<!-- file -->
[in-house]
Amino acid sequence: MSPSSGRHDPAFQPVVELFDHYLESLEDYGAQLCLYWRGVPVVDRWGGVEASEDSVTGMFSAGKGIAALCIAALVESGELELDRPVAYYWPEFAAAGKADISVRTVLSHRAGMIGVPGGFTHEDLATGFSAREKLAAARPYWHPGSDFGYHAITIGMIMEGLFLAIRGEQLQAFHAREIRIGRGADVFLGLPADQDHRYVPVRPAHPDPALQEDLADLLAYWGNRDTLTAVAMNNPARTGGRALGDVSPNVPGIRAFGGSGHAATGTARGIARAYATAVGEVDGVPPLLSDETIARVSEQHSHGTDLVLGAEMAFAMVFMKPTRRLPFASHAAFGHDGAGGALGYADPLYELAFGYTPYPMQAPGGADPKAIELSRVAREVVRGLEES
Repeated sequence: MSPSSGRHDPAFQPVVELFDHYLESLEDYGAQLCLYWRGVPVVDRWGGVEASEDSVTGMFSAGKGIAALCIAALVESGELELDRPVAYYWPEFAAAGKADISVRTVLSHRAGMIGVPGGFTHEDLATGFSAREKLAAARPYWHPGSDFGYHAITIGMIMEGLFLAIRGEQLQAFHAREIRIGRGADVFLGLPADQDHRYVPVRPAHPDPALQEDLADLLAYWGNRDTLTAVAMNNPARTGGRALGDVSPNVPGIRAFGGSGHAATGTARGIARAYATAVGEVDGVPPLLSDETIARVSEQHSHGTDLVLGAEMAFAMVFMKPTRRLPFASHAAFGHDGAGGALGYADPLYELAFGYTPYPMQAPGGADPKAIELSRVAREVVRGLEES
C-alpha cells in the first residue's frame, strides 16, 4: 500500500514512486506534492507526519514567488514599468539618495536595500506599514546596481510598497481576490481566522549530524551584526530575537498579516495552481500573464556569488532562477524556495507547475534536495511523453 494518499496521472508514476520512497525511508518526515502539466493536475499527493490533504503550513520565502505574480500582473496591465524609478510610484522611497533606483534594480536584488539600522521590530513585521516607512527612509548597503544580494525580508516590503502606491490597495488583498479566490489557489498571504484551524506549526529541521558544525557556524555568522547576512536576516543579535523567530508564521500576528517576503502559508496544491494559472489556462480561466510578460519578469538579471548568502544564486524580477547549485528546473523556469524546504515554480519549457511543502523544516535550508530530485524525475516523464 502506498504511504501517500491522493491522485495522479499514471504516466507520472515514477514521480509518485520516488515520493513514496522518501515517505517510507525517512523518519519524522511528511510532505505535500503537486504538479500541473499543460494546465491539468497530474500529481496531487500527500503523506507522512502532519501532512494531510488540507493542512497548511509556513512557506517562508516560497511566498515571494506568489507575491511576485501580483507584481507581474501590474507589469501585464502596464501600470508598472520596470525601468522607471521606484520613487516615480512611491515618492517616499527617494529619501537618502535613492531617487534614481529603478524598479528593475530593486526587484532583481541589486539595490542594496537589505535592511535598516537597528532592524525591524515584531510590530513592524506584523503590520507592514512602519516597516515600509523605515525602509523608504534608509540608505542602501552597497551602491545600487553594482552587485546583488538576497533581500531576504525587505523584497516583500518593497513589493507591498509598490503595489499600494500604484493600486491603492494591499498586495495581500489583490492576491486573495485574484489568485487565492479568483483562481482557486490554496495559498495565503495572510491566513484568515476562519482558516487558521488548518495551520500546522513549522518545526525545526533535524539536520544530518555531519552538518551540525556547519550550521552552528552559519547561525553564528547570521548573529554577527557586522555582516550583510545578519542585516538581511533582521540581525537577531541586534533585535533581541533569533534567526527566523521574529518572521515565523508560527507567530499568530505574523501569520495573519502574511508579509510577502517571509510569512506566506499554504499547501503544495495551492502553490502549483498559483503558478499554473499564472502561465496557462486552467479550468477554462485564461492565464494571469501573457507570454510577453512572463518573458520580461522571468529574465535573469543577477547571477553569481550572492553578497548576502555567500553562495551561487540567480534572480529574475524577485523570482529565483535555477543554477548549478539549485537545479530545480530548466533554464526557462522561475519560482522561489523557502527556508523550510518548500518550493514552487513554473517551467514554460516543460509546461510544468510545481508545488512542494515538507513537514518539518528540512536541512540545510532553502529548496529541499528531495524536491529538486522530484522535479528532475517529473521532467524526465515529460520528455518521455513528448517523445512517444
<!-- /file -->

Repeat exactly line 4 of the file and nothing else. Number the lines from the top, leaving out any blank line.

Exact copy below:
C-alpha cells in the first residue's frame, strides 16, 4: 500500500514512486506534492507526519514567488514599468539618495536595500506599514546596481510598497481576490481566522549530524551584526530575537498579516495552481500573464556569488532562477524556495507547475534536495511523453 494518499496521472508514476520512497525511508518526515502539466493536475499527493490533504503550513520565502505574480500582473496591465524609478510610484522611497533606483534594480536584488539600522521590530513585521516607512527612509548597503544580494525580508516590503502606491490597495488583498479566490489557489498571504484551524506549526529541521558544525557556524555568522547576512536576516543579535523567530508564521500576528517576503502559508496544491494559472489556462480561466510578460519578469538579471548568502544564486524580477547549485528546473523556469524546504515554480519549457511543502523544516535550508530530485524525475516523464 502506498504511504501517500491522493491522485495522479499514471504516466507520472515514477514521480509518485520516488515520493513514496522518501515517505517510507525517512523518519519524522511528511510532505505535500503537486504538479500541473499543460494546465491539468497530474500529481496531487500527500503523506507522512502532519501532512494531510488540507493542512497548511509556513512557506517562508516560497511566498515571494506568489507575491511576485501580483507584481507581474501590474507589469501585464502596464501600470508598472520596470525601468522607471521606484520613487516615480512611491515618492517616499527617494529619501537618502535613492531617487534614481529603478524598479528593475530593486526587484532583481541589486539595490542594496537589505535592511535598516537597528532592524525591524515584531510590530513592524506584523503590520507592514512602519516597516515600509523605515525602509523608504534608509540608505542602501552597497551602491545600487553594482552587485546583488538576497533581500531576504525587505523584497516583500518593497513589493507591498509598490503595489499600494500604484493600486491603492494591499498586495495581500489583490492576491486573495485574484489568485487565492479568483483562481482557486490554496495559498495565503495572510491566513484568515476562519482558516487558521488548518495551520500546522513549522518545526525545526533535524539536520544530518555531519552538518551540525556547519550550521552552528552559519547561525553564528547570521548573529554577527557586522555582516550583510545578519542585516538581511533582521540581525537577531541586534533585535533581541533569533534567526527566523521574529518572521515565523508560527507567530499568530505574523501569520495573519502574511508579509510577502517571509510569512506566506499554504499547501503544495495551492502553490502549483498559483503558478499554473499564472502561465496557462486552467479550468477554462485564461492565464494571469501573457507570454510577453512572463518573458520580461522571468529574465535573469543577477547571477553569481550572492553578497548576502555567500553562495551561487540567480534572480529574475524577485523570482529565483535555477543554477548549478539549485537545479530545480530548466533554464526557462522561475519560482522561489523557502527556508523550510518548500518550493514552487513554473517551467514554460516543460509546461510544468510545481508545488512542494515538507513537514518539518528540512536541512540545510532553502529548496529541499528531495524536491529538486522530484522535479528532475517529473521532467524526465515529460520528455518521455513528448517523445512517444